By John Manuel
September 26, 2001
In the wake of losing a client who, on his advice, had turned down almost $4 million, agent Tommy Tanzer was able to put the Matt Harrington saga inter perspective.
“The most important thing is for him to sign and get on with his baseball career,” Tanzer said.
Tanzer no longer will handle Harrington’s negotiations, though. The holdout righthander has changed agents, dropping Tanzer in favor of Scott Boras. Harrington and Tanzer had been negotiating with the Padres, who drafted him in the second round this year with the 58th overall selection, after they declined to sign with the Rockies, who made him the seventh overall pick in the 2000 draft.
The Harrington camp was scheduled to resume talks with the Padres in October. Instead, Harrington’s status will be discussed in a meeting between Boras and Padres general manager Kevin Towers in early October, which was already scheduled to negotiate the signing of third-round pick Taggert Bozied.
“I can tell you Kevin Towers has a very good relationship with Scott Boras, and they have been able to work together in the past,” said Padres scouting director Bill Gayton, noting Boras represents such Padres prospects as Xavier Nady, Jake Peavy and Dennis Tankersley. “I think there will be a cooling off period where they’ll be able to gather their information and allow some time to pass before negotiations really start again.”
Harrington’s family called Boras’ office in Southern California, and the 19-year-old worked out and threw for Boras before making the change. It’s not the first time Boras has been involved with a protracted draft holdout, but it’s a unique situation, even for him.
“In this case, the player lost his (college) eligibility, and being that young, his talent hadn’t reached its optimum point,” Boras said. “With the right conditioning and workout schedule, we think he can get back to his high school form.
“If he’s throwing at that level, he will be able to reacquire the value that once was portrayed for him.”
Negotiations between Tanzer and the Rockies quickly deteriorated after Harrington was drafted in 2000. Harrington and Tanzer were asking for a $4.95 million bonus and turned down a $4 million bonus in the process. A series of personal attacks soured the proceedings, sending Harrington to the Northern League and into the 2001 draft.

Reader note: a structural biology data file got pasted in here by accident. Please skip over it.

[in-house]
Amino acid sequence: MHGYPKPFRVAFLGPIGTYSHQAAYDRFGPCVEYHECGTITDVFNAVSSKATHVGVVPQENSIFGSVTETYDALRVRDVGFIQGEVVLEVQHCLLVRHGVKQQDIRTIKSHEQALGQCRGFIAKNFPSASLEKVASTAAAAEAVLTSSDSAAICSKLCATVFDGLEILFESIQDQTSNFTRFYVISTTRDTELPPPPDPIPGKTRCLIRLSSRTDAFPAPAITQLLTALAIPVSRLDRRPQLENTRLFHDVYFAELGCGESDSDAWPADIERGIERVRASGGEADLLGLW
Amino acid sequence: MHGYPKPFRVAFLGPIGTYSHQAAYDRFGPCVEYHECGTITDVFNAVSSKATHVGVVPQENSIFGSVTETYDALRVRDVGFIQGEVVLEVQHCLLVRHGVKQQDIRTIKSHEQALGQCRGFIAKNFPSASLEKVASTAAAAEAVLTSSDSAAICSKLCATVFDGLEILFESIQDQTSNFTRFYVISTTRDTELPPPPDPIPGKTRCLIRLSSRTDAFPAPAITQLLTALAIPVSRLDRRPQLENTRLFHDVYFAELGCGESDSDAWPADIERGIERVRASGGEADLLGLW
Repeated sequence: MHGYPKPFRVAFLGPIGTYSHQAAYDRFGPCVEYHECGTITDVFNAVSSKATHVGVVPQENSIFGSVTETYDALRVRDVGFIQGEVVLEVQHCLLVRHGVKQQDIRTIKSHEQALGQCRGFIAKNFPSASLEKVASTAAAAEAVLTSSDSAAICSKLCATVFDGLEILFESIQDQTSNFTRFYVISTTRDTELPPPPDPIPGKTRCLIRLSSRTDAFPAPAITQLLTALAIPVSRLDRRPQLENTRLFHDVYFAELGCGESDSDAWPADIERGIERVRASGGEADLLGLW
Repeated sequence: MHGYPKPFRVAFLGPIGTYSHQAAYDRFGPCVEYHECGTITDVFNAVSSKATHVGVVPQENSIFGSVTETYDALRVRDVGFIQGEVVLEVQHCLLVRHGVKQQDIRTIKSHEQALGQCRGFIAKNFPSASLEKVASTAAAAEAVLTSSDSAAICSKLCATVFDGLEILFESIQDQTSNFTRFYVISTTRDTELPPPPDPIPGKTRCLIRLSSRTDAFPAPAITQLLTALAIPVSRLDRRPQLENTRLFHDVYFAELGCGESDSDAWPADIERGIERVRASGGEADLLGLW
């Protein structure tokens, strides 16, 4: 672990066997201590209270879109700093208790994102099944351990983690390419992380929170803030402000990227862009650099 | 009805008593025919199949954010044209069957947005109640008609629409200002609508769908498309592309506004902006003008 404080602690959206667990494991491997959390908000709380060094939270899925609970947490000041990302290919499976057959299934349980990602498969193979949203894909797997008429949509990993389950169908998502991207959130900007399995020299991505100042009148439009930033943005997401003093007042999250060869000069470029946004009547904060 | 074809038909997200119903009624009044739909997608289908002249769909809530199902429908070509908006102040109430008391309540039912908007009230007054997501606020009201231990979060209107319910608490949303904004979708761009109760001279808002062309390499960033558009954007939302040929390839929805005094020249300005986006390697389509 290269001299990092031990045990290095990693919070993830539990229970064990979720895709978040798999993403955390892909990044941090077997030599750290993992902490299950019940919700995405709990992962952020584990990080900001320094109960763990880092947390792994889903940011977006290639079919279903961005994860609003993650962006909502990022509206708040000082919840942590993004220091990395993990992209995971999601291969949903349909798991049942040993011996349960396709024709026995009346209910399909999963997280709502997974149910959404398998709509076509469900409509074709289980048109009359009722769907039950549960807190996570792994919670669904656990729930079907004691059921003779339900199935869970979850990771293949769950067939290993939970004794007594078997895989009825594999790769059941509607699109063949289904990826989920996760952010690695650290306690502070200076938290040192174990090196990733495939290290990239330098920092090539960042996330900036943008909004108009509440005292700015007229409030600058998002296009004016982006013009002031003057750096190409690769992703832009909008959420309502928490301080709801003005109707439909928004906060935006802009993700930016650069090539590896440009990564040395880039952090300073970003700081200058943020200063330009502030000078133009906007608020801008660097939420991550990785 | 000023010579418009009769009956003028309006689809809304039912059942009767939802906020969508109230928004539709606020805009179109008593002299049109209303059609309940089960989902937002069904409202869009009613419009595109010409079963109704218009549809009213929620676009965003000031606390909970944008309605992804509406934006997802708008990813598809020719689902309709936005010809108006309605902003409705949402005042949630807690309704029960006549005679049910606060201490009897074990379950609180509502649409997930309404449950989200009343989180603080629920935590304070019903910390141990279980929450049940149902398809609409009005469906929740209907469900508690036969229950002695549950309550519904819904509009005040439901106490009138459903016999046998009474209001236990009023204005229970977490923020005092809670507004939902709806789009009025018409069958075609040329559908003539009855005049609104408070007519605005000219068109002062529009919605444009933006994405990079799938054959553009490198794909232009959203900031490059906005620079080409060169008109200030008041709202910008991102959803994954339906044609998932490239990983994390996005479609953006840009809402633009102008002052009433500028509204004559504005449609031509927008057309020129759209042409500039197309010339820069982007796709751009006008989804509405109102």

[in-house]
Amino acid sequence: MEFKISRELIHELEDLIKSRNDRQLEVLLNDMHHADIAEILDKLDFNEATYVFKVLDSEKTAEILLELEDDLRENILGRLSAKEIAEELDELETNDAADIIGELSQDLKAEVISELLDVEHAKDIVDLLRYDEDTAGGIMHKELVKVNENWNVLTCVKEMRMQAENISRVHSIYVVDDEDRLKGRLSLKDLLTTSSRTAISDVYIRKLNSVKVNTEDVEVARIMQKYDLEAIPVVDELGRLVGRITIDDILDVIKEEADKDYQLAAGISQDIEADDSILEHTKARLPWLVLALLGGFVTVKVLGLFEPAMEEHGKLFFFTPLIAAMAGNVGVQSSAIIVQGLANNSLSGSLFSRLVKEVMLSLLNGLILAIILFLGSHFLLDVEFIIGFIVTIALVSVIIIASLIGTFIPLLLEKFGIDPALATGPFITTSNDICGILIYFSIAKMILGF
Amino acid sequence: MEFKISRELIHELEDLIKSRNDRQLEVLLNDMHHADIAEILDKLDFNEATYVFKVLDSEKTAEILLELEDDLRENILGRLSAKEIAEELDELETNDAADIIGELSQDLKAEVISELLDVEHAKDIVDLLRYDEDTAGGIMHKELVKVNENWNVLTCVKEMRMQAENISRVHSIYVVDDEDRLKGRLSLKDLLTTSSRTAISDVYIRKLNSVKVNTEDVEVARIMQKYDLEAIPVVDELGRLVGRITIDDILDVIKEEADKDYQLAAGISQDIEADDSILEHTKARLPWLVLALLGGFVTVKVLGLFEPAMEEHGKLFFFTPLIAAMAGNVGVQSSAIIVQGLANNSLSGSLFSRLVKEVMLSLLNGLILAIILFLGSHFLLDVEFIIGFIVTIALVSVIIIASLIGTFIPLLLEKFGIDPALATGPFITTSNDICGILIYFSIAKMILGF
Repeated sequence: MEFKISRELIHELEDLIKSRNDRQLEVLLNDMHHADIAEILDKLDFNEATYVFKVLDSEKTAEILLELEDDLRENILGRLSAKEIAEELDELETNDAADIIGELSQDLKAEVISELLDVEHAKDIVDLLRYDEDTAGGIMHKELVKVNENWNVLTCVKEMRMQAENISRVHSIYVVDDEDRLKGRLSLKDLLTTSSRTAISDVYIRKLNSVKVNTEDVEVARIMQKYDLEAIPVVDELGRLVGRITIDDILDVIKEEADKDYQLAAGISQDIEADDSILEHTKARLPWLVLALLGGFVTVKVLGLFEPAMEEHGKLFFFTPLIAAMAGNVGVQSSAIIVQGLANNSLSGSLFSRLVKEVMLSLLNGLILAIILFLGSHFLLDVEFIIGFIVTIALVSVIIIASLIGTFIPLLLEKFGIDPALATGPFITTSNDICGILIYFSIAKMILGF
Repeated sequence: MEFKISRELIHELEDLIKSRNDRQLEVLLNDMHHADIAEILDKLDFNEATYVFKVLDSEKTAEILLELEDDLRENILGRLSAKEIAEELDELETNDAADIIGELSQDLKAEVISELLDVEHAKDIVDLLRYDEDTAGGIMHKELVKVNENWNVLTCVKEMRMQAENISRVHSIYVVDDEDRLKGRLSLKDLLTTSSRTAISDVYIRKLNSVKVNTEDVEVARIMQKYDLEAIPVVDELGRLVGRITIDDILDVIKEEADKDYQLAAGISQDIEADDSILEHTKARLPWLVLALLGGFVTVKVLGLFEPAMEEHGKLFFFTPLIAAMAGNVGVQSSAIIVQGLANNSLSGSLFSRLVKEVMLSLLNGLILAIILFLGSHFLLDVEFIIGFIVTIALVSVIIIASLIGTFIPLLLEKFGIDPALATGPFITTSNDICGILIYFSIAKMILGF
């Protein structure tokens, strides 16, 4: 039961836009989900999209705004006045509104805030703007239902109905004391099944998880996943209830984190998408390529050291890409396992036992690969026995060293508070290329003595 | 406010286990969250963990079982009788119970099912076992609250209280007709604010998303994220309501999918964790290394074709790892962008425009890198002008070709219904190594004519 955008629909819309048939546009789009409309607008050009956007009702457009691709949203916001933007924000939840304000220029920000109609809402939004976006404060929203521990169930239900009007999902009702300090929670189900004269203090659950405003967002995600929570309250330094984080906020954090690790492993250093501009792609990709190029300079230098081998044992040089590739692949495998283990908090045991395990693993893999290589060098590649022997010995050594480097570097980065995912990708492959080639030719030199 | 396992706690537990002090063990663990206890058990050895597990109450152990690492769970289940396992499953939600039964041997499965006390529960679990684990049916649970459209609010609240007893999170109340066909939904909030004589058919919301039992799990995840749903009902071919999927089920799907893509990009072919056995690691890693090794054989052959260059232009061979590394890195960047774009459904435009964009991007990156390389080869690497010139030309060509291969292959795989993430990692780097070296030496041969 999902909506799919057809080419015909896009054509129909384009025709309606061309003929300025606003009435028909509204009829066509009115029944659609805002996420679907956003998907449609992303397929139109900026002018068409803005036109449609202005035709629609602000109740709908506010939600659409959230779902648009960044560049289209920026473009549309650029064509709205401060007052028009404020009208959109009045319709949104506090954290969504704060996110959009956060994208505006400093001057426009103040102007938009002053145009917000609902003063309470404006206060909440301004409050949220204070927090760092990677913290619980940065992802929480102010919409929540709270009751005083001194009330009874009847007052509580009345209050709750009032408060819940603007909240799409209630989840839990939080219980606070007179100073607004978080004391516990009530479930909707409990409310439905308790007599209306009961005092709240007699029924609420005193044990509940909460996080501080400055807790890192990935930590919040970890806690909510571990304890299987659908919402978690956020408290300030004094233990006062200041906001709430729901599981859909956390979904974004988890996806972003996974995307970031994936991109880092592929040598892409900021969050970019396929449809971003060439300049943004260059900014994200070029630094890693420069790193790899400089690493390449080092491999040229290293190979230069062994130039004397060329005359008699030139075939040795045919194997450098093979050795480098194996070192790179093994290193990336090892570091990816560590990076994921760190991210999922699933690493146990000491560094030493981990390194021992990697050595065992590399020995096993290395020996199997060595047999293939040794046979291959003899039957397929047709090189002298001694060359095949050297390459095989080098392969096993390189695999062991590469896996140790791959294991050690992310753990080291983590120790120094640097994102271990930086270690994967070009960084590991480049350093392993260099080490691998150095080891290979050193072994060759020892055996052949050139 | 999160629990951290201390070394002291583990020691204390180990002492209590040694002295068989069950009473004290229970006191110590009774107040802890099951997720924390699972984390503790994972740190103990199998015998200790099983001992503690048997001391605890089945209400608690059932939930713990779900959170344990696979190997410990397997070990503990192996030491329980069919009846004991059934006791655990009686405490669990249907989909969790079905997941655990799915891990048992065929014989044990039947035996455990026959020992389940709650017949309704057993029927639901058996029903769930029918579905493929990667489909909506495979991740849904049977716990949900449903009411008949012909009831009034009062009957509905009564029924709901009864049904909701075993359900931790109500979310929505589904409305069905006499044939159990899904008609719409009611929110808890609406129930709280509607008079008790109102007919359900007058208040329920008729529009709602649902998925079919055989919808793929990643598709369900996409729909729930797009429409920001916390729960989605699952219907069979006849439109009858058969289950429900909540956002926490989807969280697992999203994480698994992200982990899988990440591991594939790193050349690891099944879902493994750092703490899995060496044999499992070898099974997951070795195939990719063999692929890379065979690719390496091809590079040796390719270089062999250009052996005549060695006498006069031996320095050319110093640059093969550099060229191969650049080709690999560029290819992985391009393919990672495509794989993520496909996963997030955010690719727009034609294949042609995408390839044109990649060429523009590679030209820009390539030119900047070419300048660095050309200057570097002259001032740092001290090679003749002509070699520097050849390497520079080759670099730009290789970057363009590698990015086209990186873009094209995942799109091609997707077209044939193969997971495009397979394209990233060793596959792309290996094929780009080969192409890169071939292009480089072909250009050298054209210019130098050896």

He reported to St. Paul but pitched below expectations. The long layoff affected his stuff, sending his mid-90s fastball into the mid-80s. Boras says his reports on Harrington indicate he occasionally was throwing 89-91 and touched 94 mph. He went 0-2, 9.47 with 18 walks and 17 strikeouts in 19 innings.
Tanzer said he will pursue a $5 million insurance claim taken out on Harrington, as well as other legal issues stemming from his representation.
“I’m not frustrated at all; it’s more a sense of relief,” Tanzer said. “We had a difference of opinion on how to handle things this time around with the Padres. I have tremendous respect for the family and the young man, and they’ve been put through an awful lot. I don’t know of anybody who has gone through something like this.”
Performance and holdouts haven’t been barriers for Boras clients in the past. Harrington and Stanford outfielder Joe Borchard, now with the White Sox organization, were considered the top talents going into the 2000 draft, and Boras says it’s imperative for the Padres to see that Harrington, not the St. Paul edition.
“Putting a high school player in the Northern League was not something that was conducive to Matt’s success,” said Boras, who has had clients such as Bozied, Bobby Hill and J.D. Drew play well in independent leagues during holdouts. “That’s a veteran league.
“His talent level wasn’t ready for that league as a high schooler, but we’re not talking about money with Matt, we’re talking about talent. And he was easily one of the top five high school pitchers I’ve seen, and this was my 23rd draft.”